- Amazon and Williams-Sonoma have settled a lawsuit that the home goods retailer filed against Amazon in 2018.
- The judge in the case dismissed the suit following the settlement, the details of which were not disclosed.
- In its original complaint against Amazon, Williams-Sonoma alleged that Amazon counterfeited its trade name and trademarks on its website, and infringed on them by selling its own competing "knockoffs" under Amazon's Rivet brand. Amazon denied the allegations.
The essence of Williams-Sonoma's allegations against Amazon were that the latter's presentation on its website made it confusing for customers to know who was selling the brand's products on its site.
In its complaint, Williams-Sonoma said that "at the top of product pages for purported Williams-Sonoma products for sale on the platform and 'Fulfilled by Amazon,' the phrase 'by Williams-Sonoma' appears in blue font with a hyperlink, immediately above the product image and price."
Williams-Sonoma further alleged that Amazon's private label home goods brand Rivet "copied WSI's products and intellectual property, and used without authorization WSI's common law trademarks intentionally in order to capture and trade upon the goodwill and reputation of WSI and its genuinely affiliated brands."
In trying to get the case dismissed, Amazon said that Williams-Sonoma misused the term "counterfeiting" and the brand's complaint "reveals not a single allegation that Amazon or any of the third parties who sell products via the Amazon website have used the Williams-Sonoma mark in connection with any counterfeit product." Rather, Amazon argued, Williams-Sonoma was trying to prevent sales of its products on Amazon's website.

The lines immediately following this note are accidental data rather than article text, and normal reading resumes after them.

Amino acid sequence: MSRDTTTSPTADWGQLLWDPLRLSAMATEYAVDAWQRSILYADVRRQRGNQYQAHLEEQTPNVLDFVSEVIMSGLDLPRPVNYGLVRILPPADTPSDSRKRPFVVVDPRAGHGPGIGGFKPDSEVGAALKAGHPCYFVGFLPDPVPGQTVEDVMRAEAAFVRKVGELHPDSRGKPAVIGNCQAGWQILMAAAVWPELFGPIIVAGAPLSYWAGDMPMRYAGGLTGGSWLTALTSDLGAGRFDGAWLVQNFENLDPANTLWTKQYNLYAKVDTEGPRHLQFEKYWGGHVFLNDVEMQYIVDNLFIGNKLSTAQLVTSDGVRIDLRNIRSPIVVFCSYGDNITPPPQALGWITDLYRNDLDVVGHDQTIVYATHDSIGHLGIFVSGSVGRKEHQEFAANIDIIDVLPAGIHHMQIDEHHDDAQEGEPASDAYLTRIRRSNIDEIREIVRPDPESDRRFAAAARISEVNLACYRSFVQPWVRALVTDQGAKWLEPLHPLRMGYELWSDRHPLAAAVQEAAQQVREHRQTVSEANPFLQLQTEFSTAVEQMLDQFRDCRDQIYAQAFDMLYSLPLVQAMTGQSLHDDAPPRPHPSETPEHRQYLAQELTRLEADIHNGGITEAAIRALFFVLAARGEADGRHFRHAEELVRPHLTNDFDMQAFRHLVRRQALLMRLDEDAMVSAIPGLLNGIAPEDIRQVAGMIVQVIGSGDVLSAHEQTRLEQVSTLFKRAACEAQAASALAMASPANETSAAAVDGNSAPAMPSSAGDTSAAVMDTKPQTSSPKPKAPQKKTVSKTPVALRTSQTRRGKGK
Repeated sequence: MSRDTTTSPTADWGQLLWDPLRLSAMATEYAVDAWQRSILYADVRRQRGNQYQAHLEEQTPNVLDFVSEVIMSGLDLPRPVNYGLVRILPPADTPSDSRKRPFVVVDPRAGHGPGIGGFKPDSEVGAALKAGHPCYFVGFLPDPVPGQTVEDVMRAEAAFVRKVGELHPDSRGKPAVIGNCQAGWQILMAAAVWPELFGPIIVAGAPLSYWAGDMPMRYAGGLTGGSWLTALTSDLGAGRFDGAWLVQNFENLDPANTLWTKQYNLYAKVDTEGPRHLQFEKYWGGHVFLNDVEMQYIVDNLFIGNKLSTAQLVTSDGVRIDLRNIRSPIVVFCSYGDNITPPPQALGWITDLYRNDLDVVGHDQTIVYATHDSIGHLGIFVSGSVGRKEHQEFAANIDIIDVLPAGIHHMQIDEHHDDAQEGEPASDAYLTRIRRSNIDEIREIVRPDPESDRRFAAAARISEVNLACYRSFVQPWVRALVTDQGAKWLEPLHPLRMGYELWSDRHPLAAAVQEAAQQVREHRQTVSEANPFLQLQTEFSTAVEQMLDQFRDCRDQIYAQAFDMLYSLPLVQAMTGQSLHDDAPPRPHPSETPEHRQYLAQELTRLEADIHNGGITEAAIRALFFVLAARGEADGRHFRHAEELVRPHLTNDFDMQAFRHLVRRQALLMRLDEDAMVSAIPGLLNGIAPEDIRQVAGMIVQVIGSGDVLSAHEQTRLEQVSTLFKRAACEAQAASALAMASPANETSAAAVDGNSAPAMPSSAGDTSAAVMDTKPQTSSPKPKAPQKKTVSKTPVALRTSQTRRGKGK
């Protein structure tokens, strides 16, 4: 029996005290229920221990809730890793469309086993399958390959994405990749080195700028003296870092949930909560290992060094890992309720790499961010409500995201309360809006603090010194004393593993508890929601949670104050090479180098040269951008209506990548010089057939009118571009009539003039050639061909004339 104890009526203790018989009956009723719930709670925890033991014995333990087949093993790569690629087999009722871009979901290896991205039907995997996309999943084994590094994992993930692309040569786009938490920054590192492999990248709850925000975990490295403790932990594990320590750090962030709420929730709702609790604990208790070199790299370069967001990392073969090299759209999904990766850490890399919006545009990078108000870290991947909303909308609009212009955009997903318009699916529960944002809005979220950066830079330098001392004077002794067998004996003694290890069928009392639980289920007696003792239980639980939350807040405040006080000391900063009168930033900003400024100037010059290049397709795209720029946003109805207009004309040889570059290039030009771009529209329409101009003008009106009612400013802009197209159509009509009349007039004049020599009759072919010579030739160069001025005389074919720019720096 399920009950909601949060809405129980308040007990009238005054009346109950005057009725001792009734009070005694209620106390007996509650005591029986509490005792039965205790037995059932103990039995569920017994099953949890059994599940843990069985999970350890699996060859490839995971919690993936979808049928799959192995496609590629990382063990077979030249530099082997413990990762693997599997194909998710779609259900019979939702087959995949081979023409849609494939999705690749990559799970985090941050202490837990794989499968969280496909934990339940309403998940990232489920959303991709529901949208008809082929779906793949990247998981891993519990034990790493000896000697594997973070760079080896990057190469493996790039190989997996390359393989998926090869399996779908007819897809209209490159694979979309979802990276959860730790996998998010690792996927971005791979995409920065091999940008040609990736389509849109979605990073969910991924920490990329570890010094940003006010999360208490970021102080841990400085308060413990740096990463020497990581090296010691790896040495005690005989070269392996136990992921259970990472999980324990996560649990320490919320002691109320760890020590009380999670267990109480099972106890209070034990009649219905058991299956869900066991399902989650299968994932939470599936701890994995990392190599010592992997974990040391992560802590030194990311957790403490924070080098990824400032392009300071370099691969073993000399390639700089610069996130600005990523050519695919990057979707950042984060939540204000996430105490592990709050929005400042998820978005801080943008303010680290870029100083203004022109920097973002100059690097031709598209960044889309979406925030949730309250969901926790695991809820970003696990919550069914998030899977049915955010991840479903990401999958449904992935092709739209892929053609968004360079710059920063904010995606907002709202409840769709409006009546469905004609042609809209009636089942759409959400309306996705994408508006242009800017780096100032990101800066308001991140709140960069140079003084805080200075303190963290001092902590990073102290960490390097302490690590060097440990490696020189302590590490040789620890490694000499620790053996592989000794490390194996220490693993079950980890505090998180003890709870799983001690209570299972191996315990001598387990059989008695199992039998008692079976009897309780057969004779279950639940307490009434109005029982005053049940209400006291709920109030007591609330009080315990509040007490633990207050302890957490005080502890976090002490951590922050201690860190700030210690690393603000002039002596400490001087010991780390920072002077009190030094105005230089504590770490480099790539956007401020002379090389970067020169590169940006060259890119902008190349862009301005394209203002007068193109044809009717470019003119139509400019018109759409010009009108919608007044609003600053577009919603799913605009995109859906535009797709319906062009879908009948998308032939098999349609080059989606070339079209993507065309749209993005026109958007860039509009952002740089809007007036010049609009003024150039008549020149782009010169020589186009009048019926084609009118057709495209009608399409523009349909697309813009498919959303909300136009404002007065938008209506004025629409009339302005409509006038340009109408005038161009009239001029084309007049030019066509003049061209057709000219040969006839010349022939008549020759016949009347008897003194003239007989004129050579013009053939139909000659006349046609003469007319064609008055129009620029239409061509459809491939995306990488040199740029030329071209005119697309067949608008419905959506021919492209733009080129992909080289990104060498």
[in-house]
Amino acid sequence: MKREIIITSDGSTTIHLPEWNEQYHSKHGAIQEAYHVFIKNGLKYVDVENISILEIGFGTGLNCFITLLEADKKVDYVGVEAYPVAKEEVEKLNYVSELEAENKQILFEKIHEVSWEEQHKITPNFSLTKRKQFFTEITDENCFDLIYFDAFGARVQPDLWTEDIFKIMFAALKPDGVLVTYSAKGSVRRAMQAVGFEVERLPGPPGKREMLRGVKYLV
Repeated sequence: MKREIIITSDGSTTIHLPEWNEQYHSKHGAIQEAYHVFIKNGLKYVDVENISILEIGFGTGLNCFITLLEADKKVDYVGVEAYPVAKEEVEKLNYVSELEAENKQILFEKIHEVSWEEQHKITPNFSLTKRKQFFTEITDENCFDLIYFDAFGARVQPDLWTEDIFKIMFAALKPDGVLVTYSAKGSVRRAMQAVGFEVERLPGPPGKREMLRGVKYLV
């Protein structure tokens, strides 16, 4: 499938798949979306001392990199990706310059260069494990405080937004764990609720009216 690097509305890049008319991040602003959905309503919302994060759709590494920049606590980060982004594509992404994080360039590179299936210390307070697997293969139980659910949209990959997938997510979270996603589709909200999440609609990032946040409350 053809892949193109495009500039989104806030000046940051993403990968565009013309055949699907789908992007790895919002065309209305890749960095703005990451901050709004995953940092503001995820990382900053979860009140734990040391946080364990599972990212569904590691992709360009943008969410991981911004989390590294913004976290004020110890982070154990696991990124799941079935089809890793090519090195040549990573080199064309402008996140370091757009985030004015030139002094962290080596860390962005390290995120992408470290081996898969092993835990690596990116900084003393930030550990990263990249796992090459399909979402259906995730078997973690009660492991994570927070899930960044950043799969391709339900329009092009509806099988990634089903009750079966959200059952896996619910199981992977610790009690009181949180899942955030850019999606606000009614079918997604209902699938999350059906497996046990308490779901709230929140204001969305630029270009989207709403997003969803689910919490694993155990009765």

Beyond the fight with Williams-Sonoma, Amazon's relationship with brands has at times been fraught. The company has faced numerous lawsuits over counterfeit and faulty products that are sold on its site by third-party sellers.
Birkenstock USA CEO David Kahan asserted in interviews in 2017 that Amazon would only work with them to clean up brand counterfeits if it offered its catalog directly through the site. The iconic footwear brand worked to keeps its products off Amazon's website.
Meanwhile, smaller brands on Amazon's Marketplace have accused Amazon of bullying tactics. One brand CEO told a House of Representatives committee investigating Amazon and other tech giants: "They [i.e., small brands] evidently have no choice but to endure tactics that would be rejected out of hand in any ordinary relationship whereby the two parties enter into the relationship by preference rather than necessity."
The report issued by the House committee accused Amazon of abusing its market power in e-commerce and as the largest online marketplace. Amazon has disputed those allegations, saying that it controls a relatively small share of all retail and has interests that are aligned with sellers and brands that use its website.